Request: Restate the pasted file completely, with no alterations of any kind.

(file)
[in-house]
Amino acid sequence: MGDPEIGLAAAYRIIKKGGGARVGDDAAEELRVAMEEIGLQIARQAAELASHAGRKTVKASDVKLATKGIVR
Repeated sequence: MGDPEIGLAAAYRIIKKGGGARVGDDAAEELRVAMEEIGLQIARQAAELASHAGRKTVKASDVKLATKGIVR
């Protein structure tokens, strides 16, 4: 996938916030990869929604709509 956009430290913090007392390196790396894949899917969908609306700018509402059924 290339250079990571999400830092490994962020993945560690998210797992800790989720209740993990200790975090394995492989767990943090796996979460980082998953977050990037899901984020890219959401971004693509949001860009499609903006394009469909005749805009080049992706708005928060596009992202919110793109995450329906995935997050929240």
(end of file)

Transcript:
[in-house]
Amino acid sequence: MGDPEIGLAAAYRIIKKGGGARVGDDAAEELRVAMEEIGLQIARQAAELASHAGRKTVKASDVKLATKGIVR
Repeated sequence: MGDPEIGLAAAYRIIKKGGGARVGDDAAEELRVAMEEIGLQIARQAAELASHAGRKTVKASDVKLATKGIVR
């Protein structure tokens, strides 16, 4: 996938916030990869929604709509 956009430290913090007392390196790396894949899917969908609306700018509402059924 290339250079990571999400830092490994962020993945560690998210797992800790989720209740993990200790975090394995492989767990943090796996979460980082998953977050990037899901984020890219959401971004693509949001860009499609903006394009469909005749805009080049992706708005928060596009992202919110793109995450329906995935997050929240």